Woods

(Photo courtesy of University of Minnesota Extension)

<&firstgraph>You’re trying to do the right thing and maintain an appropriate social distance for the benefit of all during a time of concern about infectious disease. But are you also feeling stressed, worried about cooped-up kids, and wanting to maintain your health through exercise? Here are some ideas.

Get into nature

<&firstgraph>Drive, bike, walk or run directly from your house to the forest or prairie, assuming there’s no gathering. If you see people who want to chat, let them know you are taking time for yourself in nature while protecting the health of others. While you’re out in nature, you could enjoy a number of activities.

• Go for a hike.<&firstgraph> Data shows pretty clearly that time spent outdoors in nature can have many health benefits, including reducing stress and increasing cardiovascular health.

• Forest bathe.<&firstgraph> If you are not familiar with forest bathing, now is a great time to try it. It’s a mixture of meditation, yoga and hiking, paying close attention to your surroundings while enjoying a slow and mindful hike. Want to avoid benches or other places where people may join you? Take a small blanket or stadium chair (things are still soggy in the woods) and create your own small sanctuary.

• Observe and record nature. <&firstgraph>iNaturalist is a great way to learn about and engage with the natural world. This app allows you share your knowledge, learn from others and inventory what you see. You’ll have the best user experience if you create an account. You can iNat anything that ever lived: trees, plants, birds, insects, worms, fungus, pine cones, animal tracks and more. If you can identify it, you can make the world smarter. If you don’t know what it is, you can ask for a suggestion—using artificial intelligence, iNaturalist will offer a list of things it could be. Pick your best guess at a correct identification and upload your report to the iNaturalist social network. A real person will confirm your identification or offer another suggestion. There are many great iNaturalist videos to get you familiar with this wonderful tool, such as:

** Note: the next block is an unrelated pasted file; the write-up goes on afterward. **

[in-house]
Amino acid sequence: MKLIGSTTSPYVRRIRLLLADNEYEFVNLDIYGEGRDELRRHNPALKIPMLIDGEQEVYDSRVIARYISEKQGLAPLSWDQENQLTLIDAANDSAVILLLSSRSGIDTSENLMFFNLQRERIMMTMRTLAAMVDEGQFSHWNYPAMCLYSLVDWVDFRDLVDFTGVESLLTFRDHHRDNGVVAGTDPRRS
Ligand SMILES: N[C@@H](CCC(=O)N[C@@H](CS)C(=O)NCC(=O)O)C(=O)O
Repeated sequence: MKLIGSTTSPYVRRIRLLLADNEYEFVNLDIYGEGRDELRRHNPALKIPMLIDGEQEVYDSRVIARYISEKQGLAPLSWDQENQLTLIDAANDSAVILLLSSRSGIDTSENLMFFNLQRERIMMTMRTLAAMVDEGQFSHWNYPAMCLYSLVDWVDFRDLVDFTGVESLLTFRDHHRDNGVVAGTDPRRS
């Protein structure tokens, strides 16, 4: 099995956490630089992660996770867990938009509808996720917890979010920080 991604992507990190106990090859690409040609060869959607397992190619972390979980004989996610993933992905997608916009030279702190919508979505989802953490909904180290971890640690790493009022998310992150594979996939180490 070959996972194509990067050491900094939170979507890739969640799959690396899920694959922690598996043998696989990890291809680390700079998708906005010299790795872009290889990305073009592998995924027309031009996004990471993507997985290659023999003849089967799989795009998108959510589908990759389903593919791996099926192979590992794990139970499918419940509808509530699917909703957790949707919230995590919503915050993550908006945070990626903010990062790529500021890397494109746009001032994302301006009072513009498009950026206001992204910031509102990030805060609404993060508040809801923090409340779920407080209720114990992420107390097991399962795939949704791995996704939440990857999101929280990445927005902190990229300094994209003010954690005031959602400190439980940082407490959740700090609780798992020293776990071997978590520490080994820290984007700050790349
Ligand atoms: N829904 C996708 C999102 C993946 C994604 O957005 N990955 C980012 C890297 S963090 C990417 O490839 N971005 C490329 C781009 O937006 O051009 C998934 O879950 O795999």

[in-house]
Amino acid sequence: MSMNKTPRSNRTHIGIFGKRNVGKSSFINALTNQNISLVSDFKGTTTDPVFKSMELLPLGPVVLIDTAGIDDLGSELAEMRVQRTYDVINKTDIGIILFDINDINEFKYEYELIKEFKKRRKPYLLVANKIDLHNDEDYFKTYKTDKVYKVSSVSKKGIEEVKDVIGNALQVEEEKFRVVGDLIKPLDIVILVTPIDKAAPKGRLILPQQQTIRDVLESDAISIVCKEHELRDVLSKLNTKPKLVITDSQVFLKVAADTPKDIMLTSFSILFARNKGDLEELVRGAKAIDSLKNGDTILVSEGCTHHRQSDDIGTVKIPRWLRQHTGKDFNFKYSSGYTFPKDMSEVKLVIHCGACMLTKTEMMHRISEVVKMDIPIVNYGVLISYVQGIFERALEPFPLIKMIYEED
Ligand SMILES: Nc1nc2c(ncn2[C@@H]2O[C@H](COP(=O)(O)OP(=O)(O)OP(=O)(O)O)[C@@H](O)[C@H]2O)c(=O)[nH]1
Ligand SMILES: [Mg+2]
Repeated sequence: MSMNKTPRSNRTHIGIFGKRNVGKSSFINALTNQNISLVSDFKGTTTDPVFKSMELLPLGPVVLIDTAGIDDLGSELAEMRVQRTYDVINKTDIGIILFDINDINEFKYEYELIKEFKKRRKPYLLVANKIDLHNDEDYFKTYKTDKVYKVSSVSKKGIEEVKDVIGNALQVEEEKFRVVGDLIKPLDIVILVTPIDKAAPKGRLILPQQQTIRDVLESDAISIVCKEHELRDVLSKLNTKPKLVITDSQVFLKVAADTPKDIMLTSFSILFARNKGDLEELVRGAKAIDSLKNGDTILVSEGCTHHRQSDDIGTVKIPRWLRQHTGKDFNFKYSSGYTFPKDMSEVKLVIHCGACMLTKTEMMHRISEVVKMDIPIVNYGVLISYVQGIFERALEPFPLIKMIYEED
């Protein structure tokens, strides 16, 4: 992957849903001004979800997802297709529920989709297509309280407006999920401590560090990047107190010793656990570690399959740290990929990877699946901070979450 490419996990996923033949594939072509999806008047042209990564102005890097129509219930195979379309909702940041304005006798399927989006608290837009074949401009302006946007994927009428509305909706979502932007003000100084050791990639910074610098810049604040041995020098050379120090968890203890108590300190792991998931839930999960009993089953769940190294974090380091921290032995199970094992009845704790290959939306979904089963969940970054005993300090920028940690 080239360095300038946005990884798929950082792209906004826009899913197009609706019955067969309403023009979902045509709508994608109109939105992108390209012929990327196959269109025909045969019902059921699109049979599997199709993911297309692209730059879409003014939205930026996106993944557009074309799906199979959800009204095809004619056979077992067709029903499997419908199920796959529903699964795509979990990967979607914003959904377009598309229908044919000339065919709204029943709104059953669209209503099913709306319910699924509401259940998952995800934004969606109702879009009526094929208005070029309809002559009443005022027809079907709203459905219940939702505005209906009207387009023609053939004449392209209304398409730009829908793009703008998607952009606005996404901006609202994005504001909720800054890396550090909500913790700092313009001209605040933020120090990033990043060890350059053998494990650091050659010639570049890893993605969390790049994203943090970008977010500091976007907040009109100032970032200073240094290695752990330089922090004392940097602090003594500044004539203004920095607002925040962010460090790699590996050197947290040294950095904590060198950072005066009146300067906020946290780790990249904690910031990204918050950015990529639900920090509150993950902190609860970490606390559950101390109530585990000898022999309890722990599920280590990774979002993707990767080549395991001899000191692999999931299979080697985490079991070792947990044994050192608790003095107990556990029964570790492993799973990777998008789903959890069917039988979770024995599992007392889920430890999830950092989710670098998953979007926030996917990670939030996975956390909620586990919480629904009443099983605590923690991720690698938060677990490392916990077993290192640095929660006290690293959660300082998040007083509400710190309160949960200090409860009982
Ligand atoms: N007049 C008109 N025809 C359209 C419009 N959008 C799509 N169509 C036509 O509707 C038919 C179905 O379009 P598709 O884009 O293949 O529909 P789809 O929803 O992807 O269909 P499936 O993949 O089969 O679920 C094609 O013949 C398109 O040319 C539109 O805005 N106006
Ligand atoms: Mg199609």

<&firstgraph>How to Make an Observation on iNaturalist using our Mobile App (youtube.com/watch?v=xENz1xRu0wI&feature=youtu.be<&firstgraph>)

<&firstgraph>How to Take Better Photos for iNaturalist (youtube.com/watch?v=zmGkRNnelfU&feature=youtu.be<&firstgraph>)

<&firstgraph>iNaturalist – a win-win for citizens & scientists, with Scott Loarie (youtube.com/watch?v=VoES-J_IYcc&feature=youtu.be<&firstgraph>)

Nature based activities within your home and yard

<&firstgraph>Minimize cabin fever while also enjoying nature’s benefits.

• iNat your yard.<&firstgraph> iNaturalist offers a great feature where you can create a project, like your yard, and iNat everything you find. These iNat reports and identifications can then persist in your iNat account so you can have a running total of all the living organisms on your property. It’s totally awesome! A great video to learn about how to set-up an iNaturalist project is Setting Up Your Backyard Project in iNaturalist.

• Observe nature.<&firstgraph> Find a window and watch what happens. Currently, many bird species are migrating to their summer breeding grounds. This is a great time to see some unexpected birds, which you can then track in your iNat project. If you’re new to birds the Merlin Bird app is a great free resource. You can take pictures (if they stay in one place long enough) and it’ll help you ID them much like iNaturalist. If you can’t get a good snap, it also has a feature that uses visual cues to help you narrow down the choices. You don’t need to know bird names. Also cool, it has bird songs, so you can identify birds by sound if you crack-open your window.

• Read books!<&firstgraph> Tired of Netflix and the news? Don’t forget about books. The Extension Forestry team created this great list of forestry themed books for your reading enjoyment (many can be downloaded digitally).

• Try Zooniverse.<&firstgraph> Explore the African savanna or discover new galaxies (literally) through this great citizen science online platform.

Woodland owners retreating to your forest oasis

<&firstgraph>If you’re healthy and can retreat to your forested acreage, you’re lucky. Here are a few activities you could do this time of year.

• Clear your roads and trails.<&firstgraph> Winter always takes a toll and it may not be over yet, but spring has caused the snow to melt in much of Minnesota.

• Walk the boundary.<&firstgraph> It’s always good practice to walk your boundary occasionally.

• Create an iNaturalist project and track your property’s biodiversity.<&firstgraph> It’s amazing how many things call a forest home and it’s easy to track them using the iNaturalist project feature. Check out this video if it’s new to you: Setting Up Your Backyard Project in iNaturalist.

<&firstgraph>• Report invasives. As always, if you find evidence of a troublesome invasive species like woody invasives, emerald ash borer or squill (all possibly identifiable this time of year) report it to GLEDN app or EDDMapS.

• Relax and read.<&firstgraph> Check out our forest-focused reading list and notice this one is just for you: Woodland Stewardship: A Practical Guide for Midwestern Landowners, 3rd Edition Online edition has tons of great forestry activities at the end of each chapter.

<&firstgraph>Nature can help us manage stress, and get fresh air and exercise to maintain our health and improve our immune systems. There’s sound science about the benefits of nature.

Angie Gupta is a University of Minnesota Extension educator with a focus on forest invasive species and private forest land management.

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